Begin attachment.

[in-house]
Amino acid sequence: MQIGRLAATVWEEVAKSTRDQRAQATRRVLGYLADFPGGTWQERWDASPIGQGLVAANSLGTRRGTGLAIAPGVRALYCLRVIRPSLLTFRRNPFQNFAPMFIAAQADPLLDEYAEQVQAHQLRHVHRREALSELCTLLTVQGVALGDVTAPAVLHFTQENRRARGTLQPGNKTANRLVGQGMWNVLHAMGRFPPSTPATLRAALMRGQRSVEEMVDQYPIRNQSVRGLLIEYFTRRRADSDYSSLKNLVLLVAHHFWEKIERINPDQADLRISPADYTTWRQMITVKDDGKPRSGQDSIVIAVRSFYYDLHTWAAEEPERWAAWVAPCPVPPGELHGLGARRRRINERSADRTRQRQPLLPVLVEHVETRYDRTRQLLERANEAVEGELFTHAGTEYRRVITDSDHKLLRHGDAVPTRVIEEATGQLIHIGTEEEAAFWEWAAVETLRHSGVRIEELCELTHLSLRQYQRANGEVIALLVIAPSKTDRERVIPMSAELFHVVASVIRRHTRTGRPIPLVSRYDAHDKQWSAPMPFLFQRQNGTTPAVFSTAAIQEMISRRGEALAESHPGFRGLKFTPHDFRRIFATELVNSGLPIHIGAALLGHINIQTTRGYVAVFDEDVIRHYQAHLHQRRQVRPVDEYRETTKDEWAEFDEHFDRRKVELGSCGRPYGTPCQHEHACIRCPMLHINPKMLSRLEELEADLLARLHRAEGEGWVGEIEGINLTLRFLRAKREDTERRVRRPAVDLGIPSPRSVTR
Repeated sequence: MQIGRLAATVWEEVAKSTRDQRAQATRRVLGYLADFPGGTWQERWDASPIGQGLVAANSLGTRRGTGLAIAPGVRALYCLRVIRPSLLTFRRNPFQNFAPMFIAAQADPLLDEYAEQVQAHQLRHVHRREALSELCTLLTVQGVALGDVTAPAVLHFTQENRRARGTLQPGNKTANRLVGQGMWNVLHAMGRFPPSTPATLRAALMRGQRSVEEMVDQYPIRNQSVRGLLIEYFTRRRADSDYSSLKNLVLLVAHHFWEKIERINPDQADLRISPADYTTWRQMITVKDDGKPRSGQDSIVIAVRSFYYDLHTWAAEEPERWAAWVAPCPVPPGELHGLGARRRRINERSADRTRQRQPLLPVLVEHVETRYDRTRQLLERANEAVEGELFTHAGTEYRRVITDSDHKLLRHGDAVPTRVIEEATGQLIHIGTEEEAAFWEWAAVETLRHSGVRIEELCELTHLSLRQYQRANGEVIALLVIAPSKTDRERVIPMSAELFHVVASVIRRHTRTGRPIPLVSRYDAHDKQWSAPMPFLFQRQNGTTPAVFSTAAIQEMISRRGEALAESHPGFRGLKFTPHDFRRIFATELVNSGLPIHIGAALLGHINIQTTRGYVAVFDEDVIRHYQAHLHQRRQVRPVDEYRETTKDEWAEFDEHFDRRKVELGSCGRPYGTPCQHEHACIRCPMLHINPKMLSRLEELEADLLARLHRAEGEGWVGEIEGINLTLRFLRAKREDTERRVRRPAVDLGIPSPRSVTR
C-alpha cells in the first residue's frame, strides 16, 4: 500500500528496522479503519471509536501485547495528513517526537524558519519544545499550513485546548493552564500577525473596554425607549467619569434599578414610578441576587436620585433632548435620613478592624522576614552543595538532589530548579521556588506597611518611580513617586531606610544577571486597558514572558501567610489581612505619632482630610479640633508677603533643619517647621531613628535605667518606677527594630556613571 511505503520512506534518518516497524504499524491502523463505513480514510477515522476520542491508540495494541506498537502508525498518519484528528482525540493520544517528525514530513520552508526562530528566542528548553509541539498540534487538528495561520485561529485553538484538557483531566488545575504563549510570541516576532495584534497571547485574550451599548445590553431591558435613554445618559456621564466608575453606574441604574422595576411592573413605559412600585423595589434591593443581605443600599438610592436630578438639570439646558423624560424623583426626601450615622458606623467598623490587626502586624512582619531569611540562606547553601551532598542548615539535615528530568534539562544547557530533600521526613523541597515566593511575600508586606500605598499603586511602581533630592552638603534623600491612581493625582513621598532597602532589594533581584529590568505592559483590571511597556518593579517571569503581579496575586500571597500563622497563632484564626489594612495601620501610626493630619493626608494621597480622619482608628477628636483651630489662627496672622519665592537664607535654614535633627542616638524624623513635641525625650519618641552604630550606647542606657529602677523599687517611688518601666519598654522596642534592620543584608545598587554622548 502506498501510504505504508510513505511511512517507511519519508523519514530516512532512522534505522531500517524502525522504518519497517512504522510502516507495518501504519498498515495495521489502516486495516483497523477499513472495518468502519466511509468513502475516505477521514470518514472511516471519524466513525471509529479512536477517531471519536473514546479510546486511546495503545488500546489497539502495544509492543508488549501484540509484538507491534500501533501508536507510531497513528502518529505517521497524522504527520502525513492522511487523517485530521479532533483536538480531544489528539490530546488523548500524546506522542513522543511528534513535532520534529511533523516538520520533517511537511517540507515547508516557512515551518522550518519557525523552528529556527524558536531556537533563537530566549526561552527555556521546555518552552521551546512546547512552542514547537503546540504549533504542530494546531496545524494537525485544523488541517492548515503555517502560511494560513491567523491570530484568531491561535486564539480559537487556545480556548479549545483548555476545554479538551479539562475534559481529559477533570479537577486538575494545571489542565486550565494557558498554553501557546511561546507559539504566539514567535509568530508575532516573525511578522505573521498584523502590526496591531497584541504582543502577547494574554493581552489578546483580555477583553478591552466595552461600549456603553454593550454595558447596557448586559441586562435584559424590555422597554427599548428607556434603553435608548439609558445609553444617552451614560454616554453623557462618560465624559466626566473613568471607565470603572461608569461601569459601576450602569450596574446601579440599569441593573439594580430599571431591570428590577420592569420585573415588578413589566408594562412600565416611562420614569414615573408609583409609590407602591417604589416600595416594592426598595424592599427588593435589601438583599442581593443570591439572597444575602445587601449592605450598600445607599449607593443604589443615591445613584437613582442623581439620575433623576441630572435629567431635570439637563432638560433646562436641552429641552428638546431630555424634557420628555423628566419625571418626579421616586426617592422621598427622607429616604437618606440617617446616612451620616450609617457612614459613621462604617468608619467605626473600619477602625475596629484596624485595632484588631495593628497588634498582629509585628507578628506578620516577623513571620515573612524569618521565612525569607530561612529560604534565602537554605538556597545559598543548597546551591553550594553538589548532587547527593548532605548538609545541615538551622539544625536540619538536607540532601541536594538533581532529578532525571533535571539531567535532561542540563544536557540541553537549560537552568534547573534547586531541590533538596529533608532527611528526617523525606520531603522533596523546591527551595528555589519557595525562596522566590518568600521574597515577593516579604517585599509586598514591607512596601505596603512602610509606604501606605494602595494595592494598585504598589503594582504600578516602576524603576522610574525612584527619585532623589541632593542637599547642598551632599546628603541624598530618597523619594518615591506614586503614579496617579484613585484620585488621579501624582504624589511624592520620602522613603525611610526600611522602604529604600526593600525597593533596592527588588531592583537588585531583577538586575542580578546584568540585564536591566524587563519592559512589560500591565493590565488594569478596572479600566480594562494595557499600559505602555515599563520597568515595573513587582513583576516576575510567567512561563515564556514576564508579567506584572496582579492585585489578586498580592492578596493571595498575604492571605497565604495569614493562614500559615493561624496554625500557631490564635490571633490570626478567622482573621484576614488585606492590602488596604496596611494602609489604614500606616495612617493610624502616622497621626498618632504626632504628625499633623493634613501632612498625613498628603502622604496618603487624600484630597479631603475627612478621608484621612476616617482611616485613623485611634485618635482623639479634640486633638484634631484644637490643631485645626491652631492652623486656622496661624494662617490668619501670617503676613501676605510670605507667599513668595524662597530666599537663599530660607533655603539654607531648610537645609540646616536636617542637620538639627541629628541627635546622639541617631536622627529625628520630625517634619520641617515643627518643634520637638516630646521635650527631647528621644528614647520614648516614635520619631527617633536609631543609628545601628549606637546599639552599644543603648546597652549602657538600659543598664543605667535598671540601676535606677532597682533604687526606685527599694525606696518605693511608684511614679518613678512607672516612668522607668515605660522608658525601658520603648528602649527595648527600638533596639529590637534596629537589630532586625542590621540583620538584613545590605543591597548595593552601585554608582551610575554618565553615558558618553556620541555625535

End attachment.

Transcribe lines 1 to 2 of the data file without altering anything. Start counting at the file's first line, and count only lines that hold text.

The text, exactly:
[in-house]
Amino acid sequence: MQIGRLAATVWEEVAKSTRDQRAQATRRVLGYLADFPGGTWQERWDASPIGQGLVAANSLGTRRGTGLAIAPGVRALYCLRVIRPSLLTFRRNPFQNFAPMFIAAQADPLLDEYAEQVQAHQLRHVHRREALSELCTLLTVQGVALGDVTAPAVLHFTQENRRARGTLQPGNKTANRLVGQGMWNVLHAMGRFPPSTPATLRAALMRGQRSVEEMVDQYPIRNQSVRGLLIEYFTRRRADSDYSSLKNLVLLVAHHFWEKIERINPDQADLRISPADYTTWRQMITVKDDGKPRSGQDSIVIAVRSFYYDLHTWAAEEPERWAAWVAPCPVPPGELHGLGARRRRINERSADRTRQRQPLLPVLVEHVETRYDRTRQLLERANEAVEGELFTHAGTEYRRVITDSDHKLLRHGDAVPTRVIEEATGQLIHIGTEEEAAFWEWAAVETLRHSGVRIEELCELTHLSLRQYQRANGEVIALLVIAPSKTDRERVIPMSAELFHVVASVIRRHTRTGRPIPLVSRYDAHDKQWSAPMPFLFQRQNGTTPAVFSTAAIQEMISRRGEALAESHPGFRGLKFTPHDFRRIFATELVNSGLPIHIGAALLGHINIQTTRGYVAVFDEDVIRHYQAHLHQRRQVRPVDEYRETTKDEWAEFDEHFDRRKVELGSCGRPYGTPCQHEHACIRCPMLHINPKMLSRLEELEADLLARLHRAEGEGWVGEIEGINLTLRFLRAKREDTERRVRRPAVDLGIPSPRSVTR